Build some raised beds. Raised beds are another space-saving strategy similar to both container gardening and square foot gardening. These elevated beds provide an opportunity to intensively grow within a limited space. There are many raised bed systems available from pavers to wood there are numerous options to choose from but the key to successfully raised beds is your soil. Amend your soil with organic matter such as well-rotted manure or compost so that the soil is soft and nutrient-rich. Elevating the bed allows the soil to drain easily and warm quicker each spring so you can plant your crops earlier which opens up the possibility of double cropping.
Double cropping is a method of systematically planning to grow multiple crops within the same growing season. This is a common practice in production agriculture but it is also easily accomplished in a home garden. By applying these space-saving gardening strategies you will be reaping a harvest year-round. For example, you can plant green beans in late April and once you have picked the fruit off of them a couple of times in July then remove those plants from your garden. In their place plant yellow squash seeds which will be ready for harvest in late September. Other examples are lettuce followed by pumpkins or fall squashes, radishes followed by potatoes, peas followed by pole beans etc..Double cropping is an excellent way to get the maximum amount of harvest off of limited garden space.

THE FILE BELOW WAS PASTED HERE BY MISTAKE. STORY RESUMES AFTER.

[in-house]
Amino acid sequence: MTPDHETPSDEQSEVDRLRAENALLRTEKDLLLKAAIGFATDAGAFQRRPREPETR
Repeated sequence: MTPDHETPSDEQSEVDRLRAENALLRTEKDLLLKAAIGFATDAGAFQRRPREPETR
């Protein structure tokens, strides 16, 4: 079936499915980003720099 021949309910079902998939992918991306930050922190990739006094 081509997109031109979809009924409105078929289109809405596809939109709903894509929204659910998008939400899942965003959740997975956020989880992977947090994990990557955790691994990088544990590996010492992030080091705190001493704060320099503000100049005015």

Hanging pots and planters are another great way to add interest and it is an additional way to maximize your garden space. Many beautiful flowers excel in hanging baskets but even a few fruits and vegetables can be hung and successfully grown in hanging planters. Strawberries and sweet potatoes are not only productive but attractive as hanging baskets. Keep in mind, both of these crops will require fertilizer and lots of water to be successfully grown in hanging baskets while producing harvestable fruit.
Bring it inside. Many vegetables and herbs can grow quite well indoors and as a bonus, you will not be confined to a limited growing season. Take your time and research which plants do well grown indoors. Purchase well established healthy plants and designate appropriate planters for indoor gardening. Look for containers that have adequate drainage and find a south-facing window where your indoor garden can grow and thrive. If you do not have a sunny window, then consider purchasing full-spectrum fluorescent lighting. A cool-mist humidifier will also help keep the humidity high around your indoor plants which is vital during the drier winter months. It is particularly rewarding to enjoy fresh from the garden flavor during the winter months when outdoor gardening is still weeks or even months away.
Look for unused spaces especially where turf struggles to grow. Under a shade tree is an excellent spot to plant shade-loving perennials or impatiens. Plant a pumpkin vine or two under the slide to the playset. Consider these unused corners of your yard as serendipitous opportunities for a little extra gardening.
Although we may have limited physical space with which to garden, the creative solutions that each situation presents offer us the chance to exercise our problem-solving muscles. Well maintained small gardens can be equally rewarding to vast gardens that are often time-consuming. Many of these space-saving gardening strategies will not only help you to maximize your garden space but they are also ways to reduce your garden maintenance. Gardening is a relaxing past-time and finding clever ways to make your space productive and beautiful only add to the inherent value of this pastime.